Terrorism, Counterterrorism And Terrorism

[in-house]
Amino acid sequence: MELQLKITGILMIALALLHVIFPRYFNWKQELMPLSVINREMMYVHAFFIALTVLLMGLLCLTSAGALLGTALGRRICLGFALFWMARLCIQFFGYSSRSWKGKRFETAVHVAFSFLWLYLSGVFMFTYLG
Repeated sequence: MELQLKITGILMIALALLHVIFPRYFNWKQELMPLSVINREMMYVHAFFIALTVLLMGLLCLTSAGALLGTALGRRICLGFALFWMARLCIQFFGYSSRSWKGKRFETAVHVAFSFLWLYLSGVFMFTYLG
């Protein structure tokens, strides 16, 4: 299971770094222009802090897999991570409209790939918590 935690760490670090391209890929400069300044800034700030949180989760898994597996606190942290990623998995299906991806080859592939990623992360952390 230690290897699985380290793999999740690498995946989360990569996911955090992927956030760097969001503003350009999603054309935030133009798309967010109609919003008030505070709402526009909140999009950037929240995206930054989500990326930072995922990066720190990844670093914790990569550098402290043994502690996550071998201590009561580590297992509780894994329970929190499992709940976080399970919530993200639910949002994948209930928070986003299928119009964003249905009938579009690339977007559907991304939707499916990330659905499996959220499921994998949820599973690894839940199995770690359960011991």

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Prior to the 9/11 attack on the World Trade Center, terrorism was not a widely discussed topic in sociology- with most existing studies not being conducted by sociologists. It was mostly seen as a foreign problem that had no direct implications to many western nations and hence, faired fairly low on the political agenda. However, following the incident, a lot more importance was placed on the subject and this led to many radical changes. In the following essay, I would be examining the different ways that sociologists have researched and theorized terrorism, counterterrorism, as well as the impact that it had on society, predominantly in America and United Kingdom. First and foremost, we have to recognize that terrorism has evolved over the recent years, from old terrorism to new terrorism. This can be explained via the Risk Society theory. Commonly associated with the works from sociologists like Anthony Giddens and Ulrich Beck, the risk society is one that is “preoccupied with the future, which generates the notion of risk” (Gidden, 1999) and is a “systematic way of dealing with hazards and insecurities induced and introduced by modernization itself” (Beck, 1992). In the past, with limited technology, terrorism was more often than not, localized. However, as more and more technological inventions started being applied to the field, it became evident that terrorism could no longer be contained on a national level. As Beck famously coined, the increased development in

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